Time To Get Out? Building Evacuation in Terrorist Times
The initial response of the international press to the first set of terrorist bomb attacks in London was one of surprise. Not so much surprise that the terrorist bombings had occurred, but surprise at the apparently orderly reaction of the emergency services and the people of London. Stoicism, and British “stiff upper lip” became the journalistic clichés of the day.
Journalists often see what they want to see, and some of this is journalistic rhetoric. There is behind it a degree of truth — this is, after all, a city which continued to function during eight months of fairly continual aerial bombardment during World War II. Subway usage may be reduced, but my sister still complains (as she did after the Madrid bombings) that even with the terrorists it's difficult to find a seat on the train.
But what the press really saw was the difference between a scenario that the emergency services had trained for (and the public had long expected), and one that nobody was prepared for and therefore caught everybody by surprise.
Practice makes perfect. During the IRA terrorist campaign there were approximately 10,000 telephone bomb warnings in the Greater London area during one year. Of these, some seventy were made by terrorists, and of those 10 were for genuine bombs. If you have to deal with 10,000 bomb warnings a year, you have no choice but to get good at it. Practice makes perfect.
In 2003, the emergency services conducted an exercise to respond to a simulated terrorist attack using chemical weapons at Bank tube station. London Underground performs regular emergency drills: the one took place just three weeks before the terrorist bombings. Practice makes perfect.
Are things different on this side of the Atlantic?
When I lived in England, I don't recall ever being at a school or working for an employer who didn't have an annual fire drill. (One drill, at boarding school, included smoke canisters, missing pupils, and a “dry hose” deployment by the local fire service). After moving to North America, I've never seen a single fire practice at any place I've worked. There might be a safety lecture with instructions on what to do in the event of fire, but that seems to be about it. In some buildings the alarm bells sound, unremarked, every week as some apparent test that the system will work, but this is the most I've seen. High risk industries may be different, but the tendency seems to be to react, rather than to prepare.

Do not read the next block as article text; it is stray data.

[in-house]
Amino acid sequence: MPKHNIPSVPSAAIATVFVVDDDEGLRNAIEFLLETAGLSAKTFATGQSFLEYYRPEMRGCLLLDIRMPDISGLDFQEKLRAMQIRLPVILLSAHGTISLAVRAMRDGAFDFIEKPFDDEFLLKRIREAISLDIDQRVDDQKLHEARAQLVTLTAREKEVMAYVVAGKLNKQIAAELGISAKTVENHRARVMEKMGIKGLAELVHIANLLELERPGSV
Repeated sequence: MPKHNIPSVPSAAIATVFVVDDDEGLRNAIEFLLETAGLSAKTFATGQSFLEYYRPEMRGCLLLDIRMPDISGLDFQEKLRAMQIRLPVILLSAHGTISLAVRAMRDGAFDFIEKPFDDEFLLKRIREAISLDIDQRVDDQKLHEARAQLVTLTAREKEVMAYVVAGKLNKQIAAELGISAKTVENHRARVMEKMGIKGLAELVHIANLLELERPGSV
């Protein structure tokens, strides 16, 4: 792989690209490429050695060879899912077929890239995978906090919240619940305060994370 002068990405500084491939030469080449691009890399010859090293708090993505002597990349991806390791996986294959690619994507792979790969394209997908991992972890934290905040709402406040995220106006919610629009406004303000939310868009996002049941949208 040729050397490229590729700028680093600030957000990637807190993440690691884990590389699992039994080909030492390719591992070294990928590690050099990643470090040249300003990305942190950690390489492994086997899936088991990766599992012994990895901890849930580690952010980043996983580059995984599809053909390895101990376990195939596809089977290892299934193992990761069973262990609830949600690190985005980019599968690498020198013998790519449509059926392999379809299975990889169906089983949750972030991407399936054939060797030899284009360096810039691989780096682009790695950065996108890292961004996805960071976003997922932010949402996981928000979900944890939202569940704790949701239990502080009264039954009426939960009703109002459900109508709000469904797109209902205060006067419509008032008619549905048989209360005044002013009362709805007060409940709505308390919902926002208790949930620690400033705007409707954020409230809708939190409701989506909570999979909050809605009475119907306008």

Building evacuation in terrorist times isn't an easy decision. Evacuating the building may actually put the occupants of the building at greater risk — even the 13 and 11 year olds who set off the fire alarm so they could open fire on children and teachers at Westside Middle School in 1998 recognized that. Evacuating to a nearby car park isn't sensible. Evacuating to a clearly marked evacuation point in a public area isn't sensible. (Think: Where would be a good place to put a car bomb?). Evacuating to a location within 550 yards (500m) of your building isn't sensible. (If there's a suspicious package or vehicle next to your building, that will be on the wrong side of the police cordon.) These aren't the sort of decisions you should (or can) make on the fly.
And if you receive a bomb threat, will the person who answers the telephone know what to say, ask, or do? Will they get the essential information off the caller? (Where is the device? What does it look like? When will it go off?) Who do they tell? And who decides whether and where to evacuate the building? And if the senior managers are at their annual three-day off-site meeting, who is in charge? Remember that with the arrival of voice mail and “press 1 for sales” it's no longer just a small group of receptionists or telephone operators who will have to handle a bomb threat.
Most of us will never be the target of a terrorist attack. The nearest we are likely to get is being forced to evacuate a building due to a bomb scare. A fire, whether deliberately or accidentally caused, remains a much more likely threat. But don't be caught by surprise. Be prepared for what might happen. You need to figure out in advance what you should do and which decisions you need to take.
You probably can't prevent a terrorist attack, but you can be prepared if one occurs. As the great Russian field marshal Alexander V. Suvorov put it: “a hard drill makes an easy battle”. More prosaically, practice makes perfect. The nearest your company may come to terrorism is having to evacuate a building. Make sure you can do that right.
Note: The MI5 website provides good advice for business continuity planning in terrorist times. Read it.
Michael Z. Bell